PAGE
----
The winter months are upon us again.
With the unfortunate exception of NHL professional hockey, attention turns again to the wide array of Canadian winter sports.
In the earliest days of Red Deer, the Red Deer River provided the venue for many of the popular winter pastimes such as skating, curling and hockey. Since the river ice could often be a bit rough, the water reservoirs built by the Canadian Pacific Railway for the steam trains also provided a means to flood the ice and create a better rink surface.
In December 1898, David Linn and H.H. Drake, who owned a local sawmill and lumberyard, decided to create an outdoor rink on the south side of Morrison (52) St. just west of Nanton (48) Ave.
On Boxing Day, 1898, the first curling matches were played there. Shortly thereafter, the first hockey games were also played on the new rink.
The popularity of the outdoor rink, combined with a new spurt of growth in the village, prompted discussion of building a much improved combined skating, curling and hockey facility.
Consequently, a joint stock company, Red Deer Skating and Curling Ltd. was created in the fall of 1899.
Unfortunately, the village, which had a population of less than 300, was still too small for any kind of major venture. The Rink Company failed to get off the ground. Instead, George Love, who had bought out Linn and Drake, sold the small outdoor rink to William Bannerman.
Bannerman made some modest improvements and enlargement of the rink.
However, the winter of 1899-1900 provided to be quite a bit warmer than normal. There was insufficient snow on the ground by the later part of January for sleighing. Some farmers were able to start working the land in late March and the ice went out on the Red Deer River on April 3.
Hence, while most people welcomed the balmy winter, it made for a poor financial year for Bannerman. Consequently, he sold the rink to a new outfit, Townley and Bonnyman.
The improved weather, and a pronounced uptick in the western Canadian economy, caused a large influx of new settlers to Red Deer as the new century progressed.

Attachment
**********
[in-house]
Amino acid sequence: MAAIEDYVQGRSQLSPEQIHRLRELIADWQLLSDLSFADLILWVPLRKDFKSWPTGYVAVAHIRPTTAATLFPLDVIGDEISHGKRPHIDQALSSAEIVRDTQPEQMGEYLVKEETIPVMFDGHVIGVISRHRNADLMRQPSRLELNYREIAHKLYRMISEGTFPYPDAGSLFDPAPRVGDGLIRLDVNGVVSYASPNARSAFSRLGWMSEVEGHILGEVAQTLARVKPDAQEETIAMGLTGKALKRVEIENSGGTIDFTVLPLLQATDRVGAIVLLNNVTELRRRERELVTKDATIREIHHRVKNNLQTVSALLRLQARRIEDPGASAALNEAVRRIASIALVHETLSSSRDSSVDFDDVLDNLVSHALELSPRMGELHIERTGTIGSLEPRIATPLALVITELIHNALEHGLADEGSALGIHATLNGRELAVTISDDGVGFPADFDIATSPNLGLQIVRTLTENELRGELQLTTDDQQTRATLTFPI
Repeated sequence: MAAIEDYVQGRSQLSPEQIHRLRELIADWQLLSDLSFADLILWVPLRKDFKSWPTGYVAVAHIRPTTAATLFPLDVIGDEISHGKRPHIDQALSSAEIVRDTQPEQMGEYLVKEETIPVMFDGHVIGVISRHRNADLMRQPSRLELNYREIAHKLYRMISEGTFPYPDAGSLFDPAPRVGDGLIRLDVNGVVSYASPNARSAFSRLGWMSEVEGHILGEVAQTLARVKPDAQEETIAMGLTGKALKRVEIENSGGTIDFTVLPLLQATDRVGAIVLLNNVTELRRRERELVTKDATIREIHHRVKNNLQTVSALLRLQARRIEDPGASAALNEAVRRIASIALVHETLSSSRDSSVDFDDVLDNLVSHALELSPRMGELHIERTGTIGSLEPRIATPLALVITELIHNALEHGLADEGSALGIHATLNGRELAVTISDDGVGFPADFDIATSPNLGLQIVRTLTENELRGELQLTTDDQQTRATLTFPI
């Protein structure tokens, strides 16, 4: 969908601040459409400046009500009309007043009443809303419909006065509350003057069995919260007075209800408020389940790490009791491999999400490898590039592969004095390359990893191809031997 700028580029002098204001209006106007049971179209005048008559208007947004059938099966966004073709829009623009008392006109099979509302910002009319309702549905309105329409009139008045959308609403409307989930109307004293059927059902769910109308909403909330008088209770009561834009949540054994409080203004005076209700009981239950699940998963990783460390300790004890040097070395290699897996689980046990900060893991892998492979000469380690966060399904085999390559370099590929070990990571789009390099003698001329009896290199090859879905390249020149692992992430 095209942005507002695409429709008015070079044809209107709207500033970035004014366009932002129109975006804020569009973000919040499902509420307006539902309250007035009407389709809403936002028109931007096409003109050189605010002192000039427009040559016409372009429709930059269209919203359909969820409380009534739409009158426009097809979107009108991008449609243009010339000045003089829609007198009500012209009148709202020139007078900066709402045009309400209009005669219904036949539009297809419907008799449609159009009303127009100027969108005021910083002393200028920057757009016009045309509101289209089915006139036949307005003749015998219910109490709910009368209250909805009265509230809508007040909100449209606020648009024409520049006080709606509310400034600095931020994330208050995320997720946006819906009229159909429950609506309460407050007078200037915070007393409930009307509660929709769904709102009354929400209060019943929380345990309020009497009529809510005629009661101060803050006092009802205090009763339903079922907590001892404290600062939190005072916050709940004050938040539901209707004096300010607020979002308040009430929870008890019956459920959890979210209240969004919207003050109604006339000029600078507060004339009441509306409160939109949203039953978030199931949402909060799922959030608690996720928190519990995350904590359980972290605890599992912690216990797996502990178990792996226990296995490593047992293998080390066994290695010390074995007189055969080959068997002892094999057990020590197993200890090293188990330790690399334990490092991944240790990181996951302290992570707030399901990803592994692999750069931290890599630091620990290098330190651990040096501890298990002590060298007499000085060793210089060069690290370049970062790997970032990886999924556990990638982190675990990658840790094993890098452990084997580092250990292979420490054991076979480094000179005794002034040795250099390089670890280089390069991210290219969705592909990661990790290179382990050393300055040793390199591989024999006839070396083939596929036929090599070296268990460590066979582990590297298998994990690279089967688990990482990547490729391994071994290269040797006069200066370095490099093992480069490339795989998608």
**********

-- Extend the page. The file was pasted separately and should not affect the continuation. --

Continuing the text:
By 1901, Red Deer had grown sufficiently that it was able to be incorporated as a town.
With the growth of the community and emerging economic boom, discussion of constructed a covered skating and curling rink was revived.
A new company, the Red Deer Rink Co. was organized in the fall of 1902. The old rink site was purchased along with an additional block of land.
Work on the new covered rink began in the fall of 1903. There was a 60 by 175 ft. skating surface along with an additional two sheets of curling ice created on the north side of the building. Total cost of the project was $3,000, a fair sum at a time when $1 a day was considered a pretty good wage.
With the completion of the new rink imminent, organized hockey in Red Deer took off. The Central Alberta Hockey League was organized in Red Deer on Nov. 13, 1903, with Carstairs, Didsbury, Olds, Innisfail, Lacombe, Wetaskiwin and Leduc joining the new league. It was agreed that the championship games would be played at the Red Deer rink at the end of the season.
The new rink officially opened with an elaborate ice carnival on Dec. 22, 1903. Almost everyone in the town turned out for the event. Several showed up in costume and prizes were given out for the best outfits.
The first hockey game in the new facility was played on Christmas Day. Unfortunately, it did not go well for the hometown crowd. The Red Deer team was soundly defeated by Lacombe by a score of 5 to 2. As had been the case with the old outdoor rink, the first curling matches were played at the new rink on Boxing Day.
Although the Red Deer Rink proved to be very popular, it was not very well built.
On Feb. 8, 1907, at 2:30 in the morning, the roof collapsed under a heavy weight of snow. Fortunately, the portion of the building used for curling was salvageable and was soon put back into use. However, Red Deer did not get a new covered hockey arena until 1925.